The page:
challenges, including climate."

   "DOD will focus on ensuring it remains ready and able to adapt to a wide 
variety of threats - regardless of the source - to fulfill our mission to deter 
war and ensure our nation's security," Babb said.

   Under the Trump administration, unlike in previous administrations, the 
Pentagon has offered little public comment on climate change as a security 
threat. The Pentagon's guiding star of defense planning, known as the National 
Defense Strategy, does not even mention climate change.

   That leaves it to former military leaders to raise the alarm about how 
climate change could affect national security.  Retired Brig. Gen. Gerald 
Galloway said that worsening bouts of weather --- floods cutting off troops' 
way in and out of bases, high waves complicating landings, heat waves depriving 
aircraft of the lift they need to fly --- are all problems the military could 
be dealing with.

   Military bases are launch platforms and you "can't fight a war unless you've 
got a place to leave from," said Galloway, a member of the Center for Climate 
and Security's advisory board.

   Titley predicted Offutt Air Force Base would prove the latest military 
installation to have racked up $1 billion or more in damage. Hurricanes struck 
North Carolina's Camp Lejeune in September and Tyndall Air Force Base in 
Florida in October.

   The current political atmosphere discourages any big efforts building up 
base defenses against climate change, said Titley, who also served as chief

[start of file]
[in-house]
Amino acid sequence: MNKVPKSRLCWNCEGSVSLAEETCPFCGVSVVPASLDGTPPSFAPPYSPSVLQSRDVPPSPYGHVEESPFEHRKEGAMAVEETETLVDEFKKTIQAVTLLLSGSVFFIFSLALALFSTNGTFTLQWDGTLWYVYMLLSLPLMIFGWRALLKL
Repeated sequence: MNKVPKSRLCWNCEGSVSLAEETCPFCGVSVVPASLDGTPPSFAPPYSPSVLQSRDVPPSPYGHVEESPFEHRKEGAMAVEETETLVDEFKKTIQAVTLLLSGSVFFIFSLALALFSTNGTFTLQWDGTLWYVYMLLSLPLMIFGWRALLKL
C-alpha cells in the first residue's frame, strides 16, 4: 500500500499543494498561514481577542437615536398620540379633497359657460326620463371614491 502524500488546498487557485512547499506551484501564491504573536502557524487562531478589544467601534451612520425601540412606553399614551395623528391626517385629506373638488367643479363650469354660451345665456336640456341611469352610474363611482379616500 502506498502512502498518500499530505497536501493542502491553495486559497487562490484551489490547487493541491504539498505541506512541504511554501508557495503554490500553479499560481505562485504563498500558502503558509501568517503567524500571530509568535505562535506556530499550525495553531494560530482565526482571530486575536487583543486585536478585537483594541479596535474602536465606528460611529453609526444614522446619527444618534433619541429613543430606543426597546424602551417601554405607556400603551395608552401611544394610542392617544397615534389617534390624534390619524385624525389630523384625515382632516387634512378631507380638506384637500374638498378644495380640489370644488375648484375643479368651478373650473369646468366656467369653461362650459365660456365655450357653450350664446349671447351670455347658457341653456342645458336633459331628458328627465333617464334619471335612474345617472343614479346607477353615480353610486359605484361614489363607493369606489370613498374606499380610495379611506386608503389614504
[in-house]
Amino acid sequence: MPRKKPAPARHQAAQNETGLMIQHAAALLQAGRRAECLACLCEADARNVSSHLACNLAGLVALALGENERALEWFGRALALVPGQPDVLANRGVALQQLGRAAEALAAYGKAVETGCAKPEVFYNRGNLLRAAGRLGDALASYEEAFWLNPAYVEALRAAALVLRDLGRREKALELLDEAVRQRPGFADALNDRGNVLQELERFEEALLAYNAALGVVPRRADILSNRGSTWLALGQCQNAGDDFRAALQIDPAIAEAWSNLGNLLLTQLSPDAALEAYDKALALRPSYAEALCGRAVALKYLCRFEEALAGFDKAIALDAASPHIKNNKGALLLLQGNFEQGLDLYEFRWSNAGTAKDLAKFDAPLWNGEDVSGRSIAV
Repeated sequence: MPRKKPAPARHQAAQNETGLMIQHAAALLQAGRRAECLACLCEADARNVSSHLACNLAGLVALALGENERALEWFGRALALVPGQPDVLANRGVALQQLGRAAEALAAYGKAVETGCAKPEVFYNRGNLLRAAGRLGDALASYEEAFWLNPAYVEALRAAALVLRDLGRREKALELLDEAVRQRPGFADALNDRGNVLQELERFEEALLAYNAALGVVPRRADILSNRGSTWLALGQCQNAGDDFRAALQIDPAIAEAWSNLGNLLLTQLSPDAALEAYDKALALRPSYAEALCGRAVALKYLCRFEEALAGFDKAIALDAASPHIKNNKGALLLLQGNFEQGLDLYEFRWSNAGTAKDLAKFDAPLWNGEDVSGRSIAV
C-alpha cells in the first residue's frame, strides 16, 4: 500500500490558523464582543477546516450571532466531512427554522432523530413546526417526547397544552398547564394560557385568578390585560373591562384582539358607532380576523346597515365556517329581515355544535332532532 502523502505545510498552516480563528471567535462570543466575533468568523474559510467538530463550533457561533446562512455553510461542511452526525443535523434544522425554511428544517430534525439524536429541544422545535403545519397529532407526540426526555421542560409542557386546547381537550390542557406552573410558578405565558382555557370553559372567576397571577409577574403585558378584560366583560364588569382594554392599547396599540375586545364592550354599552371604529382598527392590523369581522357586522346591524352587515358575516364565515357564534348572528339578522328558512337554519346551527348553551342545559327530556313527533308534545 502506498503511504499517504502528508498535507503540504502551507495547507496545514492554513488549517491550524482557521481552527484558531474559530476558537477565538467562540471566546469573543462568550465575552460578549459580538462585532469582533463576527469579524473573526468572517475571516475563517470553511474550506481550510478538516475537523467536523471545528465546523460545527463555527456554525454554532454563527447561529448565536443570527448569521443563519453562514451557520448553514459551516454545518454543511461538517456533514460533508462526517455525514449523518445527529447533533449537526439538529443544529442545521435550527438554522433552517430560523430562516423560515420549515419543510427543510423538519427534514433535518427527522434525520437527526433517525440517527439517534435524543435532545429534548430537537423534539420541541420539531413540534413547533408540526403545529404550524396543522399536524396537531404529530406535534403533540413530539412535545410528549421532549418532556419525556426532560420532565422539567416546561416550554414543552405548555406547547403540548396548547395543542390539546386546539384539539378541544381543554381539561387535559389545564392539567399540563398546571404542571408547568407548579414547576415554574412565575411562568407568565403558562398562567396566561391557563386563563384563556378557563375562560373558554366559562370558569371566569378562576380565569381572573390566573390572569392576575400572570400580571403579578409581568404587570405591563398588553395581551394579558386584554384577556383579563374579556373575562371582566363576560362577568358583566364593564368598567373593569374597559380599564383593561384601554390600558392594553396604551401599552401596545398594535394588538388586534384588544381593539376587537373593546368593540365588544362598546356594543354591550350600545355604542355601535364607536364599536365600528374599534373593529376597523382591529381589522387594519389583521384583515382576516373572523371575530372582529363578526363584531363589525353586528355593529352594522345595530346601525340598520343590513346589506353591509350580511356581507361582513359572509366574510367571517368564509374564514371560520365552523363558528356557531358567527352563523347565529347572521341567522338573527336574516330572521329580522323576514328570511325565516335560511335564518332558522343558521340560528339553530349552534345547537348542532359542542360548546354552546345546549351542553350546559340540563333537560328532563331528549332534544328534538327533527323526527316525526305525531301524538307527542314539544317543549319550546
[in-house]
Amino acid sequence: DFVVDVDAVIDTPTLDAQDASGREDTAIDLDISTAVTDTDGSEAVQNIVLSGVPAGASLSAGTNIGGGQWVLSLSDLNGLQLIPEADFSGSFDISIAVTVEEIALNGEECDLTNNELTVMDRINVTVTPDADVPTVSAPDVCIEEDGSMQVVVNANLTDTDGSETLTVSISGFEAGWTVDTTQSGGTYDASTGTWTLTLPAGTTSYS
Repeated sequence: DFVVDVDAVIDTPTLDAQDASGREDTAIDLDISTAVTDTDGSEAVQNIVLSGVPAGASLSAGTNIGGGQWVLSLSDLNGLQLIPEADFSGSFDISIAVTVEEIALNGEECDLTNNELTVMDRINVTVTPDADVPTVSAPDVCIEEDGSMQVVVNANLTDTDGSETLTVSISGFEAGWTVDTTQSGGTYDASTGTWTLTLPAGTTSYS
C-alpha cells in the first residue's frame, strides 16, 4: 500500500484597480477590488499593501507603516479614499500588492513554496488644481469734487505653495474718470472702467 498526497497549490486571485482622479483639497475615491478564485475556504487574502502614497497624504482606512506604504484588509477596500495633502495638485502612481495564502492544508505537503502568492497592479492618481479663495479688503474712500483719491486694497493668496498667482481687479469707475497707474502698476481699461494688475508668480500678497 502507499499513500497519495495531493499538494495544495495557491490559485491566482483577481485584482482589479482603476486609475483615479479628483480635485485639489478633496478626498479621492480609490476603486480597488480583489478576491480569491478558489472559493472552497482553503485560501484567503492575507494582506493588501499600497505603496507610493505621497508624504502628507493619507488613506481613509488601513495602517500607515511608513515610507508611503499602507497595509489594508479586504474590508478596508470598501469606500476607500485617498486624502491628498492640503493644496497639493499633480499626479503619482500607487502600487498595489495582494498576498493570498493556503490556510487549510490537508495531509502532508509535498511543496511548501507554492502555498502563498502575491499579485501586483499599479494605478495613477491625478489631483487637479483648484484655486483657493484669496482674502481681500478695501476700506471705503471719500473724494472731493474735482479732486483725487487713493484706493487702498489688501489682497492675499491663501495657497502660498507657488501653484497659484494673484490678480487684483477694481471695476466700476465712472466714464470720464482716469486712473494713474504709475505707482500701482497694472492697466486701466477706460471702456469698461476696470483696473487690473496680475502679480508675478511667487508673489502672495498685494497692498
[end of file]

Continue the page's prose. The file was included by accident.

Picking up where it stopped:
operating officer of the National Oceanic and Atmospheric Administration.

   Defense Department officials "by and large know what they need to do, but 
it's very hard for them to do. White House dynamics are the White House does 
not want to hear about it," he said.

   "The Pentagon is really between a rock and a hard spot here," Titley said.

   Earlier heavy flooding at Offutt has prompted the base to start raising its 
levee by 2 feet this year, said Maj. Meghan M. Liemburg-Archer, spokeswoman for 
Strategic Command.

   Sandbagging had held back 2011 floods at the base. The flooding that poured 
in starting March 15 was worse, Norton, the base's support group commander, 
said.

   "It was all hands on deck," Norton said. "All through the night, we worked. 
It was thousands of people, in total, working to sandbag, move in huge Hesco 
barriers; a whole host of people clearing equipment out of facilities, moving 
munitions ... even crews doing things like disconnecting power. It was a 
massive effort."

   More than 30 aircraft were towed to higher ground or flown to other 
locations. Crews hauled out loads of equipment, engines and tools.

   By Saturday, the flood had rolled over a third of the base, swamping more 
than 1.2 million square feet of buildings.

   Though Strategic Command headquarters escaped flooding, it had to cut staff 
to a minimum as high water blocked roads. The command holds down a range of 
responsibilities, including global strike capacity, missile defense, nuclear 
operations and strategic deterrence.

   Inundated buildings include the 55th Wing headquarters, the massive Bennie 
L. Davis Maintenance Facility and a building that houses the 55th Wing's flight 
simulators.

   About 3,000 feet of the base's 11,700-foot runway is submerged.

   "The good news is that no one on the base was injured," Norton said. "We 
know how lucky we are."

   Touring Offutt, the base's fire chief, Dave Eblin, kicked one of the soggy 
corn cobs strewn throughout the base. Asked whether there had been some type of 
fodder silo that ruptured nearby, Eblin just laughed.

   "No, it came in from the fields. Miles of corn fields around the base," he 
said, nudging at the cob underfoot. "It clogs everything: engines, boat motors. 
It's everywhere."


(KA)